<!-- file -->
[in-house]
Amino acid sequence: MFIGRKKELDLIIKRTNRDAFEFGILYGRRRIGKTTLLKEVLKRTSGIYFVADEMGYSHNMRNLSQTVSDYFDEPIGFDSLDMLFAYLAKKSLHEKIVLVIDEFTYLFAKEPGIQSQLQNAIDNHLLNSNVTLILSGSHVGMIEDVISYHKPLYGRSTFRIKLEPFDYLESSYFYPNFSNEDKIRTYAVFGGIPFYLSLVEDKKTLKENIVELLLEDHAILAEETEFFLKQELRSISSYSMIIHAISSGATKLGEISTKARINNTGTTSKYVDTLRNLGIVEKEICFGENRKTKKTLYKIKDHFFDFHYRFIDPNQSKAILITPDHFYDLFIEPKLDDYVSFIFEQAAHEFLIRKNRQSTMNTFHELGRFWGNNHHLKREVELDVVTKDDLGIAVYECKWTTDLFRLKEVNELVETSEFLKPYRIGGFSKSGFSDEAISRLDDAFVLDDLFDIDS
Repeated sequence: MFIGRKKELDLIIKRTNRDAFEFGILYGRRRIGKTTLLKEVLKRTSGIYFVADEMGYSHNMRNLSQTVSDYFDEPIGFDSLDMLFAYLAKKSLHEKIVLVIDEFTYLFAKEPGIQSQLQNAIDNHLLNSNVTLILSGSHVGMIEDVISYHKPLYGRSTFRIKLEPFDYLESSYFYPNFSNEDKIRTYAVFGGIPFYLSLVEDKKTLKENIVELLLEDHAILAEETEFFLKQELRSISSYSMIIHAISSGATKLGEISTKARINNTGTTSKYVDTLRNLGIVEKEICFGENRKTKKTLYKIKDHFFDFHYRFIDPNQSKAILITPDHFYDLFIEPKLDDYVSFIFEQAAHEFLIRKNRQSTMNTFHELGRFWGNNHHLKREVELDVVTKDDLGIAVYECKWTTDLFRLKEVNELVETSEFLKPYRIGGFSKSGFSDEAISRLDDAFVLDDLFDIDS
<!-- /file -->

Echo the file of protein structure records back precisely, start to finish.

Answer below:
[in-house]
Amino acid sequence: MFIGRKKELDLIIKRTNRDAFEFGILYGRRRIGKTTLLKEVLKRTSGIYFVADEMGYSHNMRNLSQTVSDYFDEPIGFDSLDMLFAYLAKKSLHEKIVLVIDEFTYLFAKEPGIQSQLQNAIDNHLLNSNVTLILSGSHVGMIEDVISYHKPLYGRSTFRIKLEPFDYLESSYFYPNFSNEDKIRTYAVFGGIPFYLSLVEDKKTLKENIVELLLEDHAILAEETEFFLKQELRSISSYSMIIHAISSGATKLGEISTKARINNTGTTSKYVDTLRNLGIVEKEICFGENRKTKKTLYKIKDHFFDFHYRFIDPNQSKAILITPDHFYDLFIEPKLDDYVSFIFEQAAHEFLIRKNRQSTMNTFHELGRFWGNNHHLKREVELDVVTKDDLGIAVYECKWTTDLFRLKEVNELVETSEFLKPYRIGGFSKSGFSDEAISRLDDAFVLDDLFDIDS
Repeated sequence: MFIGRKKELDLIIKRTNRDAFEFGILYGRRRIGKTTLLKEVLKRTSGIYFVADEMGYSHNMRNLSQTVSDYFDEPIGFDSLDMLFAYLAKKSLHEKIVLVIDEFTYLFAKEPGIQSQLQNAIDNHLLNSNVTLILSGSHVGMIEDVISYHKPLYGRSTFRIKLEPFDYLESSYFYPNFSNEDKIRTYAVFGGIPFYLSLVEDKKTLKENIVELLLEDHAILAEETEFFLKQELRSISSYSMIIHAISSGATKLGEISTKARINNTGTTSKYVDTLRNLGIVEKEICFGENRKTKKTLYKIKDHFFDFHYRFIDPNQSKAILITPDHFYDLFIEPKLDDYVSFIFEQAAHEFLIRKNRQSTMNTFHELGRFWGNNHHLKREVELDVVTKDDLGIAVYECKWTTDLFRLKEVNELVETSEFLKPYRIGGFSKSGFSDEAISRLDDAFVLDDLFDIDS